Illicit Financial Flows

As expected, figures concerning illicit financial flows are subject to disputes. What is clear though is, regardless of the exact money involved, the nation failed to get a fair share of benefit from Marange diamonds. The Parly report noted that they were mixed submissions concerning the missing $15 billion revenue.

People like Masimirembwa, who were directly involved in Marange diamond operations argued that the figure was unrealistic.  Godwill Masimirembwa is the former board chairperson of Zimbabwe Mining Development Company, a state-owned enterprise which had no less than 50 percent shareholding in all the six entities that mined diamonds in Marange except for Anjin.

Rushway,  the permanent secretary of the Ministry of Defence, argued that the missing 15 billion was used as a ruse to take over diamond mining concessions from entities that were operating in Marange. Farai Maguwu of Centre for Natural Resource Governance suggested that the $15 billion loss was understated, may be $50 billion was syphoned.

The Auditor General’s reports, overshadowed by the then  President’s assertion that the country lost $15 billion diamond revenue, offers a stern reminder to the public, Auditor General’s reports can be useful tools to hold government and companies accountable. For example, the Auditor General’s 2014 Narrative Report on State Enterprises and Parastatals among other findings noted that joint venture partners had not met their obligation of paying agreed capital contributions as highlighted (bottom):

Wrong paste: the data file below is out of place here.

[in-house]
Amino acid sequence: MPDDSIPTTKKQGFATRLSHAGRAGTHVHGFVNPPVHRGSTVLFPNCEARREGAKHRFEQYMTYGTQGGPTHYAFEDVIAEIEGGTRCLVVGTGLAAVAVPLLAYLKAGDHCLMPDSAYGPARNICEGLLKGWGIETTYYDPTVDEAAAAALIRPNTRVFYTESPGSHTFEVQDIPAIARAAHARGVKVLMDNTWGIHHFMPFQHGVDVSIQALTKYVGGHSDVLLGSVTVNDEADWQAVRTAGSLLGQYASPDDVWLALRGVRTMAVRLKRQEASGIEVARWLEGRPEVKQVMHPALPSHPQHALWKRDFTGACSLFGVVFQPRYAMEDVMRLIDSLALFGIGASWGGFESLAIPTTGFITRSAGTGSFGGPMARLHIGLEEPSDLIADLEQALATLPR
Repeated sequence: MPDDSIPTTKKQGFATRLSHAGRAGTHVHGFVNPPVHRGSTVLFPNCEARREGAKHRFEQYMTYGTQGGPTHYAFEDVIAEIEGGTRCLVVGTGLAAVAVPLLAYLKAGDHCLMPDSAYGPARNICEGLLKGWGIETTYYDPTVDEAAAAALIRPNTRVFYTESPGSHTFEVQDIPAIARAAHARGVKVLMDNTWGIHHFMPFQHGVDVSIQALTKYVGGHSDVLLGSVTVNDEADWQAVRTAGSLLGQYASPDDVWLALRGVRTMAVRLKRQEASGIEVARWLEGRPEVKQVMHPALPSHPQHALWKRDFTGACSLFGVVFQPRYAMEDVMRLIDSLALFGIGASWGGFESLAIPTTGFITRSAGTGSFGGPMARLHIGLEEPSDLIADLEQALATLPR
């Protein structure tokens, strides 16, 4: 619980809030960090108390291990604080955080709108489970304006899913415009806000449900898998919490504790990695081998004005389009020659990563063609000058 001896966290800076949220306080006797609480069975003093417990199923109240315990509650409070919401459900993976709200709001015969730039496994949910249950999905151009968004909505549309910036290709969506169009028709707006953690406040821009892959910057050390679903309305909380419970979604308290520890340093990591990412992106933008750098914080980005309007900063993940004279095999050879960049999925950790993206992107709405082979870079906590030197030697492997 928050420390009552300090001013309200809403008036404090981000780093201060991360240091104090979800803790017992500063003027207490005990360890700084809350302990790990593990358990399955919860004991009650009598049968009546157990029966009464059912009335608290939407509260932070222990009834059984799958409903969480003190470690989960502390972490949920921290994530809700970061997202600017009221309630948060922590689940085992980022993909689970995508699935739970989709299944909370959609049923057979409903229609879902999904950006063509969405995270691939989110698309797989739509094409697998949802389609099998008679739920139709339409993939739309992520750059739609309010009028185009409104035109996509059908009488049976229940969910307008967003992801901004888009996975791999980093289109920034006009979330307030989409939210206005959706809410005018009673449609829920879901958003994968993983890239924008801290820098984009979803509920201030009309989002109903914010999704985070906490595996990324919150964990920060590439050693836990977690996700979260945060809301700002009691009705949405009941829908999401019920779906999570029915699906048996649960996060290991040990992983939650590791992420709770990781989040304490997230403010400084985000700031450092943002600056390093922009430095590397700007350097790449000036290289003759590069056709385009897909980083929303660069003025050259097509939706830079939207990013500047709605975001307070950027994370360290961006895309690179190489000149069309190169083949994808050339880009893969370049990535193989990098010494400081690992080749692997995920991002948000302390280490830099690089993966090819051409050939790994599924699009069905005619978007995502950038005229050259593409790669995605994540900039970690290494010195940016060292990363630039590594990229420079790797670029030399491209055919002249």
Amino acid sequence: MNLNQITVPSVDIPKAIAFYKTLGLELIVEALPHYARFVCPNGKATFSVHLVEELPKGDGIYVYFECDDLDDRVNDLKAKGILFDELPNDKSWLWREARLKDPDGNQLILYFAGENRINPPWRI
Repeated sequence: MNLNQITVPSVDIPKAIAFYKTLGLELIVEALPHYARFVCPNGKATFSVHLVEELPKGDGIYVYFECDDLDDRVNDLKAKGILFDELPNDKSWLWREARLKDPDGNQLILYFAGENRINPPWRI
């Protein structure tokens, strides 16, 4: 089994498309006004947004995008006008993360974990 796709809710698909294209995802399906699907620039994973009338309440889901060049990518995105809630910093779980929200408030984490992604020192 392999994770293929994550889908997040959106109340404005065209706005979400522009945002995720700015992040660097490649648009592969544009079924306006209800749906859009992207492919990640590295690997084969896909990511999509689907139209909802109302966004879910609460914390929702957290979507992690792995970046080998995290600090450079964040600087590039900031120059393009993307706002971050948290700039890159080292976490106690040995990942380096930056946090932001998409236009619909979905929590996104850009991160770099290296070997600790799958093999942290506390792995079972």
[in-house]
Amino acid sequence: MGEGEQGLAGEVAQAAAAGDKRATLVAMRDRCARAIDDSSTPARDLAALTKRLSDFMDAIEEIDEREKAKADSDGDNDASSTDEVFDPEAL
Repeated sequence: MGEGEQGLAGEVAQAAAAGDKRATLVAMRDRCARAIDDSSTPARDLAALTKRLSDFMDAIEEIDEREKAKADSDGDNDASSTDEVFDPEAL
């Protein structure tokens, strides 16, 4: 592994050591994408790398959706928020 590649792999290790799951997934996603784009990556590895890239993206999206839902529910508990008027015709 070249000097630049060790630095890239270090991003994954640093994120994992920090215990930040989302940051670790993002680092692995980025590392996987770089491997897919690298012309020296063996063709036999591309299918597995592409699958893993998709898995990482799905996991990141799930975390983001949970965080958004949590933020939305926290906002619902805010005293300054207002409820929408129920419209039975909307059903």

Anjin Investment Private Limited’s contribution could not be verified as the entity failed to furnish its financial records. This should have prompted government to order a special audit in line with Section 309 (2) (b) of the Constitution.

The Parly report noted that it was impossible to recover the alleged missing $15 billion based on evidence presented. In fact, the report quoted brutal remarks by Former Permanent Secretary of Mines, Professor Francis Gudyanga “when it comes to diamond, there are syndicates that are very sophisticated in the country and outside the country and many people get involved. Many beneficiaries get involved to ensure that the truth never comes out.”

Whistle blowers

Commendably, the Parly report recommended a whistle blowing facility which can be handy to get finer details of what really transpired, bring culprits to book and recover the stolen diamond revenue.

Zimbabwe Republic Police (ZRP) Minerals and Border Control Unit (MBCU) managed to recover 2 800 carats from 2013 to 2017. It would have been useful to disclose the value of the recovered diamonds. More importantly, police and informants need to be properly incentivised to curb smuggling of diamonds and other minerals.

The lessons

How well we learn lessons from the missing billions is key to ensure that mineral wealth plays a propulsive role to broad based socio-economic development. If government is sincere on fighting corruption, then urgently embracing mineral revenue transparency reforms like Extractive Industry Transparency Initiative (EITI) is an important benchmark. Anything short indicates that the Marange curse will continue to haunt Zimbabwe.